concentrations invented a mythical monster, "Oxygen Pete," who was supposed to
lurk on the bottom of the sea waiting to molest unwary divers. Oxygen toxicity hits during this time
were referred to as "getting a Pete."
Perhaps the best-kept secret of WWII was the use of
oxygen-enriched air re-breathers by the British commandos defending Gibraltar.
Those attacking the British stronghold were using 100% O2
re-breathers. The deeper maximum operating depth of the British mixes (45-60%
O2) was a distinctive underwater combat advantage since opposing
divers (using 100 % O2) would be at “convulsive depths” while the
British divers was still within their operating parameters. A major component of
the British strategy was to simply take the opponent down until convulsions
overwhelmed the enemy diver. This secret was so well kept, that much of this was
not even revealed to the US Navy until the 1950’s.
One interesting feature of the British combat protocols was
the definite association between CO2
build-up and increased susceptibility to oxygen toxicity seizures.
Their orders forbade rapid swimming unless “demanded by enemy contact.” Much of our present knowledge of oxygen
enriched air mixes can be traced directly to the British research efforts on
oxygen and oxygen-enriched air breathing mixes conducted during
Since it was known that increased oxygen (decreased nitrogen)
increased time available bottom time without decompression obligation in the 60
-100 foot range, a number of mixes were utilized primarily by the commercial
diving community during the period following WW II. Workman developed
decompression schedules for nitrogen-oxygen and helium-oxygen diving and
published these tables in 1965.
In the late seventies, the Canadian research institute DCIEM
was asked to develop a diving apparatus for the Canadian military to be used in
clearing mines. The ideal system would not disturb mine sensors that would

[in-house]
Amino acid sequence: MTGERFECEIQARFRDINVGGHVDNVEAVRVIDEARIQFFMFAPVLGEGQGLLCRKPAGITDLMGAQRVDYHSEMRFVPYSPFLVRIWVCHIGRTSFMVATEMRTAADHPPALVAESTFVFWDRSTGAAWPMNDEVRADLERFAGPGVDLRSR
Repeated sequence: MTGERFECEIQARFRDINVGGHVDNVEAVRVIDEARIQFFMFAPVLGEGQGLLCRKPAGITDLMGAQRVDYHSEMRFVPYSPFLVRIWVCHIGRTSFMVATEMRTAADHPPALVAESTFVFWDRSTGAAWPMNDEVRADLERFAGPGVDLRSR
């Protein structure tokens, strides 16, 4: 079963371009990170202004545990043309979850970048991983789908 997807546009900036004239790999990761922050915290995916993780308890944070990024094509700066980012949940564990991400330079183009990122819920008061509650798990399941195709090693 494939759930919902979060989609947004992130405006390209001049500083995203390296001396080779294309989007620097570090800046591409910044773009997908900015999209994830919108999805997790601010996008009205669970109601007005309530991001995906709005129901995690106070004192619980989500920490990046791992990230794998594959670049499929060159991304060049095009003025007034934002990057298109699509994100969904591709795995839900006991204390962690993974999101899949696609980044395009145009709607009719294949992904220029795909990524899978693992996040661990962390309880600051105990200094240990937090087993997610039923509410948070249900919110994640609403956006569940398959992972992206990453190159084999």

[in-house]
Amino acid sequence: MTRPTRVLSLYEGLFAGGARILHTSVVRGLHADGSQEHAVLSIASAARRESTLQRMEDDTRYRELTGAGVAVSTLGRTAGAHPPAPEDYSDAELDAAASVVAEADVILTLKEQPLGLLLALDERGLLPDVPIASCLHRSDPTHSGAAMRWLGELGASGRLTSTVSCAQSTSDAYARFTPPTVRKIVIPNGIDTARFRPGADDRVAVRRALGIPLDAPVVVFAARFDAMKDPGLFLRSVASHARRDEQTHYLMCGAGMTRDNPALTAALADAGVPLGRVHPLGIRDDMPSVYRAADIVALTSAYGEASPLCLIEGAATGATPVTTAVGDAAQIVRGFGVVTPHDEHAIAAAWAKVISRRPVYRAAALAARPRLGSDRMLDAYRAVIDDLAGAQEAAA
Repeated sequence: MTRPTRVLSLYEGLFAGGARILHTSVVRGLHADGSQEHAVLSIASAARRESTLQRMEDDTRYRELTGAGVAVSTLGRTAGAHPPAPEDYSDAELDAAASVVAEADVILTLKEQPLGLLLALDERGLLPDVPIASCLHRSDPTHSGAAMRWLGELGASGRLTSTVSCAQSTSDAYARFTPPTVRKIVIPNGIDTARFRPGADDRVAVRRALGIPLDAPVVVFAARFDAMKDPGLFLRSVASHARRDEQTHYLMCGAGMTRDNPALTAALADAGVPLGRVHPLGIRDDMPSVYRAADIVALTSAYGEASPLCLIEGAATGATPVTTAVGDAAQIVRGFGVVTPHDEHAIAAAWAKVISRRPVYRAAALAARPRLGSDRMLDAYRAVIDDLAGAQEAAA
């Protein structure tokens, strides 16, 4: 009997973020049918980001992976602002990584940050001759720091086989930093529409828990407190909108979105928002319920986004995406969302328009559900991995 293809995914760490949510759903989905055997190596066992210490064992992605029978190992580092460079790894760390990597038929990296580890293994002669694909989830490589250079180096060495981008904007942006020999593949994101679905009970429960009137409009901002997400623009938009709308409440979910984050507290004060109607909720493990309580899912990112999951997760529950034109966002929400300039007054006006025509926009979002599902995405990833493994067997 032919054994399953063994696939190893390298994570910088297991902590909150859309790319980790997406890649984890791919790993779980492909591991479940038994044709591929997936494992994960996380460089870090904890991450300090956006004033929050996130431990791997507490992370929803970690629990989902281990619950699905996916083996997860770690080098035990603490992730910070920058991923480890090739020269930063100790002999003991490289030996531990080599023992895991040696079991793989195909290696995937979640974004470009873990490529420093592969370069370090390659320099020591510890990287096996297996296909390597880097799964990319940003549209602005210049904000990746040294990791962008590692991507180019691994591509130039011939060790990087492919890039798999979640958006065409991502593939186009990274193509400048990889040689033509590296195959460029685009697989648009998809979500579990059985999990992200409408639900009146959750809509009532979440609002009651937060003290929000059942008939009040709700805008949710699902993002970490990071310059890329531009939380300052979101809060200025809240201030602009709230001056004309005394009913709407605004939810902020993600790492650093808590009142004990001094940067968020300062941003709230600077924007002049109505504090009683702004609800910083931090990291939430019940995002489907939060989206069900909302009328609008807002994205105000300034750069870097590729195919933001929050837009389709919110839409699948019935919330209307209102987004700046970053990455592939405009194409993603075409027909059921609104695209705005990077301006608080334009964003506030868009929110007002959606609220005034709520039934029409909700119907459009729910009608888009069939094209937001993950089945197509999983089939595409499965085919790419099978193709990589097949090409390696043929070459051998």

detect motion, magnetic fields, and/or sound. It was decided to utilize a
semi-closed system that would use a nitrogen-oxygen mix that would vary in
O2 concentration at depth to supply a constant pO2. The
constant pO2 is delivered via a pneumatic manifold, as opposed to an
electronic pO2 sensor controlled relay system. This system was made
available in the late 80's.
In 1978 NOAA formally established procedures for a standard
mixture of 68% N2 / 32% O2. It is known as NOAA Nitrox I. A second
standard mix that contains 36% O2 is known as NOAA Nitrox II. Since
that time, a number of users, including the US Navy, commercial and academic
diving operations have successfully used Nitrox in operations shallower than 130
feet. NOAA has developed a reasonable compact shipboard continuous gas mixing
system to supply Nitrox for diving operations.
During the last five years, approximately 28,000 logged dives
using Nitrox were surveyed. Although rigorous statistical analysis is not yet
complete, the trend is that Nitrox is a safe, easily handled mix when used by
properly trained divers. Two different agencies, ANDI and IAND, have been formed
to introduce this technology to the sport diving communities. The sanctioning of
Nitrox training by recreational training agencies NAUI and NASDS indicates that
Nitrox mixes are becoming a permanent part of the sport diving
improvement may here after be made in diving I will not pretend to say; yet I am
convinced that there can be much progress in the art." Johnny Green wrote these
words in 1859. They are still valid!
Brauer, R. HYDROGEN AS A DIVING GAS, Undersea and Hyperbaric